More answers, please


CFS-SK scandal broke in September, but we still don’t know what’s happening

Mid-November is approaching and students enrolled at the University of Regina as well as part of the CFS membership still don’t know the result of the embezzlement scandal that broke out in September. I can’t speak for everyone, but I think it’s within reason that we, the students, know when this issue will be resolved.

To recap, news broke earlier this semester that Haanim Nur, the former URSU President and VP Finance and Operations from the 2012 fiscal year, confessed to taking funds from CFS-SK. These funds are the accumulated amount of membership fees students enrolled at the U of R pay every year.

While the outrage and public exposure of the scandal has died down, some students want the issue resolved, and others have more questions. And to be completely honest, some students just don’t care.

But, the questions people are asking are important. Questions such as why did Nur confess earlier this semester when she could have confessed when she resigned in June? Was Nur trying to preserve her reputation? Was she caught in the middle of the current URSU executives’ plans for damage control and the remainder of last year’s execs who planned to undermine their successors? Nur was vocally endorsed by her predecessor, Kent Peterson, during URSU elections last March. The elections occurred approximately a month after the bank holding the CFS-SK account contacted Peterson in February about forged cheques. Yet, Peterson sent out a mass e-mail to several students via using the student affairs email list, telling students to vote for Nur. Peterson has said that he couldn’t be sure at the time if it was Nur who forged his signature, but he was suspicious enough to freeze the bank account after Nur provided an explanation that was “not satisfactory.” Why would someone go to great lengths to endorse a candidate when he basically caught her stealing money?

Another question, why did she confess to begin with? She already resigned in June and she had nothing to gain by confessing, except a clearer conscious. The current URSU executive and board could not go public with this information as they said they had no documentation to prove it. Nur had everything to lose by confessing. If what Nur is saying in the interview she gave in September about the CFS giving her a second chance and Paige Kezima’s actions is true, why did it take Kezima, the current CFS-SK representative, six weeks to come forward with this information to URSU and the URSU Board of Directors? Despite Nur’s resignation, students were not informed until Nur confessed. That being said, was there something or someone motivating Nur to come forward with her confession?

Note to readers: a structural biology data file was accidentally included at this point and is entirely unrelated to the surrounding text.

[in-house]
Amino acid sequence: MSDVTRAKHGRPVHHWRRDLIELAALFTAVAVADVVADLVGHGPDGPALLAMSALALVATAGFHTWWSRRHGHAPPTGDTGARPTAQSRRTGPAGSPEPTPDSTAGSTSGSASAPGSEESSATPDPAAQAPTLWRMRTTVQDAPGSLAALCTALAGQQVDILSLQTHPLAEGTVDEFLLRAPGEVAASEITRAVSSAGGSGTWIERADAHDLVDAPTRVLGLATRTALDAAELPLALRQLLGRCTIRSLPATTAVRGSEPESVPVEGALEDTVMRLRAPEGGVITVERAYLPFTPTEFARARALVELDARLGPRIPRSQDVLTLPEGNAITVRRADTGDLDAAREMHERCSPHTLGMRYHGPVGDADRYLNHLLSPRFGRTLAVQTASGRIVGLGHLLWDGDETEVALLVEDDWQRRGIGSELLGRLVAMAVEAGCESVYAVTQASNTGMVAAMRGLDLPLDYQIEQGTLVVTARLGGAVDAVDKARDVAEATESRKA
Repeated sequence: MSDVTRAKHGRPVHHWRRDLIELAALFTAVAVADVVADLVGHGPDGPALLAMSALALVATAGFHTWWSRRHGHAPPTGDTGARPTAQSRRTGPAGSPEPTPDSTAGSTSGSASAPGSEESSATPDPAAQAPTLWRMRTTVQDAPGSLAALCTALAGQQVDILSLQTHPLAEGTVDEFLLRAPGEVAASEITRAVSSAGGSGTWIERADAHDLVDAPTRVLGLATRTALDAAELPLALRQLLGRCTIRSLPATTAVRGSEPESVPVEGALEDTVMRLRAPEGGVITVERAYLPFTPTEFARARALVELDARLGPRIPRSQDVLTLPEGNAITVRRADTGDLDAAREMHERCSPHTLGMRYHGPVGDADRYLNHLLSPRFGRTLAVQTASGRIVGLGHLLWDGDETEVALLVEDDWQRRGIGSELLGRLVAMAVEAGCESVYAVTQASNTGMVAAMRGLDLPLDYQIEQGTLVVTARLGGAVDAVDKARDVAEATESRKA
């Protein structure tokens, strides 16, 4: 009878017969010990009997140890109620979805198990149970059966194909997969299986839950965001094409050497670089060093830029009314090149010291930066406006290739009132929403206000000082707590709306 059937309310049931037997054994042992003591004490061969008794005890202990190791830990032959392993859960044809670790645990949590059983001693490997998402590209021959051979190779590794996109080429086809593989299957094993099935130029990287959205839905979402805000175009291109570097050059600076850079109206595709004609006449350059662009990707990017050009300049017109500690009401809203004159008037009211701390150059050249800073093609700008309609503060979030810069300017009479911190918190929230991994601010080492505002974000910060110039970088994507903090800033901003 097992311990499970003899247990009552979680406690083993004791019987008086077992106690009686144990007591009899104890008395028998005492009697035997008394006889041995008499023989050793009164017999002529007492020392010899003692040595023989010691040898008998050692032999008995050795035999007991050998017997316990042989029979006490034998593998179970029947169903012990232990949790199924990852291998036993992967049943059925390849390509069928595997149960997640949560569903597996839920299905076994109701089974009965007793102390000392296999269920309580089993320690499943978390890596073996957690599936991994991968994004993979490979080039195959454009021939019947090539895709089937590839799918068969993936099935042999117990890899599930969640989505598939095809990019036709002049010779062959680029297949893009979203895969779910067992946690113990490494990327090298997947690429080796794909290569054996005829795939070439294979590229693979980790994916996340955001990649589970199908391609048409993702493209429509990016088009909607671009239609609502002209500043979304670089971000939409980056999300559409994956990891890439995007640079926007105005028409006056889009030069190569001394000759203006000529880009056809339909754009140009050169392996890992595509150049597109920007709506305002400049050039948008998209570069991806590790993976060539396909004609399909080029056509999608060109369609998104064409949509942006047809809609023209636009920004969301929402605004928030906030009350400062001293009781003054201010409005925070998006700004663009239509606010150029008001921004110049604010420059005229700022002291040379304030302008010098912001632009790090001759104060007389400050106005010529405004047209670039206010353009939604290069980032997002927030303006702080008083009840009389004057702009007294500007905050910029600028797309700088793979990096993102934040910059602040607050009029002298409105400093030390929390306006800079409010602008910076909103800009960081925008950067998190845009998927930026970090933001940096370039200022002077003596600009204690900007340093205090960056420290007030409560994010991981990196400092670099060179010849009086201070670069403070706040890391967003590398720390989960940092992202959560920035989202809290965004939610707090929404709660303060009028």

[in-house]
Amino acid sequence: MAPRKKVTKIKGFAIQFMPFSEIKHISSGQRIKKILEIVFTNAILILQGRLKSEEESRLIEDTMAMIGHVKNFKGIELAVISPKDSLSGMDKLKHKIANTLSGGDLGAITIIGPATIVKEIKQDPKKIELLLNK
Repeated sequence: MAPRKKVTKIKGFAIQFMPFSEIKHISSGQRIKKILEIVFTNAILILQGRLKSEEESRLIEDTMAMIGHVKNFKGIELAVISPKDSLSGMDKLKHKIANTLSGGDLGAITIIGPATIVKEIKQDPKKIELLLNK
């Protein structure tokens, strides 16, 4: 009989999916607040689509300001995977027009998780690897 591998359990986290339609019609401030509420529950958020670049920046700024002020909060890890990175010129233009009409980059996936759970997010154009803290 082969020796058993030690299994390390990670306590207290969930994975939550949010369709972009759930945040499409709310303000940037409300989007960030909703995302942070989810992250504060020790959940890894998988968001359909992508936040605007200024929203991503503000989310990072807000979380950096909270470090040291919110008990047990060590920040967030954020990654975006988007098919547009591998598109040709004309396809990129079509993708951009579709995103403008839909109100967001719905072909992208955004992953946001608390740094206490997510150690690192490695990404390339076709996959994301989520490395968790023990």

With Nur’s confession, the CFS has been exposed for the corrupt organization that it is accused of being.

The sad reality of this whole mess is, the CFS-SK has done nothing effective or positive to repair or regain the trust of students at the University of Regina. Nur will have to live with this mistake for the rest of her life, which will close several doors on possible opportunities, professionally or otherwise. I’m not trying to guilt, harass or offend Nur. My intention is to encourage you, U of R students and readers of the Carillon, to ask questions that you still don’t have answers for about CFS-SK and the whole situation. I am sure I am not the only one that is upset that there has been no resolution to this problem.

Jordan Palmer


  1. Tim H 15 November, 2012 at 14:21

    All the more reason to join CASA instead. Focus on advocating only on student issues in Ottawa, with a transparent and egalitarian organization. Every school has the same vote and voice in CASA, regardless of size. 

  2. Reason 21 November, 2012 at 10:11

    Post-secondary education is administered at a provincial level. We do not not need advocacy groups lobbying at the federal level in Ottawa. Not CASA nor the CFS.

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